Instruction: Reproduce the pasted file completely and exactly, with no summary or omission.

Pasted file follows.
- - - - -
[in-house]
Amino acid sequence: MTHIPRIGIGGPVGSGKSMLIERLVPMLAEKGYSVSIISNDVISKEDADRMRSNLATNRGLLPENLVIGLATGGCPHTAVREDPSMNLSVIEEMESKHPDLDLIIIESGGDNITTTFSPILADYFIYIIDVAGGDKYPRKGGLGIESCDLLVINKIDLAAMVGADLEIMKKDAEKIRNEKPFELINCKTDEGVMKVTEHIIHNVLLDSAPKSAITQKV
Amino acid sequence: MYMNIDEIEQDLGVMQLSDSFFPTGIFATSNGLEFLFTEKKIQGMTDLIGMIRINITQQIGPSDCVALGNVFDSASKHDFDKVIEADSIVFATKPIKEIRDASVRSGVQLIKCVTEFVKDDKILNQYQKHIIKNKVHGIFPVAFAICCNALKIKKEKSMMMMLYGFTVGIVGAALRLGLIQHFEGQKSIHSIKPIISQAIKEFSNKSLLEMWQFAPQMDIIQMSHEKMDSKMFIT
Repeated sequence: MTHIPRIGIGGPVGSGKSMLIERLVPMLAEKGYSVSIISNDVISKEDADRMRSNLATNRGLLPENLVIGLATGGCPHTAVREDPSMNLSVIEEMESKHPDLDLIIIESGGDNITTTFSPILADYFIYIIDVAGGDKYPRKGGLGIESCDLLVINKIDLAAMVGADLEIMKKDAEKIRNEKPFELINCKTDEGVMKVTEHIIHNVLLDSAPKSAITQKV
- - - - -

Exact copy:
[in-house]
Amino acid sequence: MTHIPRIGIGGPVGSGKSMLIERLVPMLAEKGYSVSIISNDVISKEDADRMRSNLATNRGLLPENLVIGLATGGCPHTAVREDPSMNLSVIEEMESKHPDLDLIIIESGGDNITTTFSPILADYFIYIIDVAGGDKYPRKGGLGIESCDLLVINKIDLAAMVGADLEIMKKDAEKIRNEKPFELINCKTDEGVMKVTEHIIHNVLLDSAPKSAITQKV
Amino acid sequence: MYMNIDEIEQDLGVMQLSDSFFPTGIFATSNGLEFLFTEKKIQGMTDLIGMIRINITQQIGPSDCVALGNVFDSASKHDFDKVIEADSIVFATKPIKEIRDASVRSGVQLIKCVTEFVKDDKILNQYQKHIIKNKVHGIFPVAFAICCNALKIKKEKSMMMMLYGFTVGIVGAALRLGLIQHFEGQKSIHSIKPIISQAIKEFSNKSLLEMWQFAPQMDIIQMSHEKMDSKMFIT
Repeated sequence: MTHIPRIGIGGPVGSGKSMLIERLVPMLAEKGYSVSIISNDVISKEDADRMRSNLATNRGLLPENLVIGLATGGCPHTAVREDPSMNLSVIEEMESKHPDLDLIIIESGGDNITTTFSPILADYFIYIIDVAGGDKYPRKGGLGIESCDLLVINKIDLAAMVGADLEIMKKDAEKIRNEKPFELINCKTDEGVMKVTEHIIHNVLLDSAPKSAITQKV